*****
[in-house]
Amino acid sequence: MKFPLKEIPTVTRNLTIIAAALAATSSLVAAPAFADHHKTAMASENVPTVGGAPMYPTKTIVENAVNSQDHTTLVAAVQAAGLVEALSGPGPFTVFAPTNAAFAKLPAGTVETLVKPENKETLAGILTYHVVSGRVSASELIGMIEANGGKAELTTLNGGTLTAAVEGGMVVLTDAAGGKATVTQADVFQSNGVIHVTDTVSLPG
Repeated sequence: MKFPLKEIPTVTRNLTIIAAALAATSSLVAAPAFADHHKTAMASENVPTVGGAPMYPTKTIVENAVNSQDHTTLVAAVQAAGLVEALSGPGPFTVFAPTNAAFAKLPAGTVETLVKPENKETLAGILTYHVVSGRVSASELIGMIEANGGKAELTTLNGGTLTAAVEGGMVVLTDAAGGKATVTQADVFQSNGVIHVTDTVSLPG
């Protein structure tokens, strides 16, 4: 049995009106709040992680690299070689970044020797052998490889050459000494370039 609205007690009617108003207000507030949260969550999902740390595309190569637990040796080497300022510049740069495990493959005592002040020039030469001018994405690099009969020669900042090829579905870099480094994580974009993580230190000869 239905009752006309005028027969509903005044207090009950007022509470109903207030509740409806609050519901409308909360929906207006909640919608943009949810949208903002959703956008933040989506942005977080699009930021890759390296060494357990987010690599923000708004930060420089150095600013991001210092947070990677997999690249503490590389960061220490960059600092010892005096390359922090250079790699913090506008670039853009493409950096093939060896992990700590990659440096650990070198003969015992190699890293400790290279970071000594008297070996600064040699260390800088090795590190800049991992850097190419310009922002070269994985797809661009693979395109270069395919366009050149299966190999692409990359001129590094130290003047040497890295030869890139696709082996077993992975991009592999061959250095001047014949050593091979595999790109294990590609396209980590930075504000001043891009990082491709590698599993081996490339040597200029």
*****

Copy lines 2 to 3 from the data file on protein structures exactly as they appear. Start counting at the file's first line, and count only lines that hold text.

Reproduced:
Amino acid sequence: MKFPLKEIPTVTRNLTIIAAALAATSSLVAAPAFADHHKTAMASENVPTVGGAPMYPTKTIVENAVNSQDHTTLVAAVQAAGLVEALSGPGPFTVFAPTNAAFAKLPAGTVETLVKPENKETLAGILTYHVVSGRVSASELIGMIEANGGKAELTTLNGGTLTAAVEGGMVVLTDAAGGKATVTQADVFQSNGVIHVTDTVSLPG
Repeated sequence: MKFPLKEIPTVTRNLTIIAAALAATSSLVAAPAFADHHKTAMASENVPTVGGAPMYPTKTIVENAVNSQDHTTLVAAVQAAGLVEALSGPGPFTVFAPTNAAFAKLPAGTVETLVKPENKETLAGILTYHVVSGRVSASELIGMIEANGGKAELTTLNGGTLTAAVEGGMVVLTDAAGGKATVTQADVFQSNGVIHVTDTVSLPG